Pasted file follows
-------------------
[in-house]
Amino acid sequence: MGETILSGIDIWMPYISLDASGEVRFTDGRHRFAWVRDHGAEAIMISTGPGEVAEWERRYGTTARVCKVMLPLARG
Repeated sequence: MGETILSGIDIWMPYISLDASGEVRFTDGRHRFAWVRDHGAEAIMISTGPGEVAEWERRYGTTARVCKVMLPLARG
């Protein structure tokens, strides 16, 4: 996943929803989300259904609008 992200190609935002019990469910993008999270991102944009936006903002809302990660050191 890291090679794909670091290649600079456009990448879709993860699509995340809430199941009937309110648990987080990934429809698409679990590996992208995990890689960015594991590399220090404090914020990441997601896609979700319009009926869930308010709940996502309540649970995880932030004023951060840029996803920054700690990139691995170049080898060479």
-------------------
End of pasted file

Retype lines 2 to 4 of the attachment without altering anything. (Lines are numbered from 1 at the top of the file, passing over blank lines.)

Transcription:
Amino acid sequence: MGETILSGIDIWMPYISLDASGEVRFTDGRHRFAWVRDHGAEAIMISTGPGEVAEWERRYGTTARVCKVMLPLARG
Repeated sequence: MGETILSGIDIWMPYISLDASGEVRFTDGRHRFAWVRDHGAEAIMISTGPGEVAEWERRYGTTARVCKVMLPLARG
């Protein structure tokens, strides 16, 4: 996943929803989300259904609008 992200190609935002019990469910993008999270991102944009936006903002809302990660050191 890291090679794909670091290649600079456009990448879709993860699509995340809430199941009937309110648990987080990934429809698409679990590996992208995990890689960015594991590399220090404090914020990441997601896609979700319009009926869930308010709940996502309540649970995880932030004023951060840029996803920054700690990139691995170049080898060479």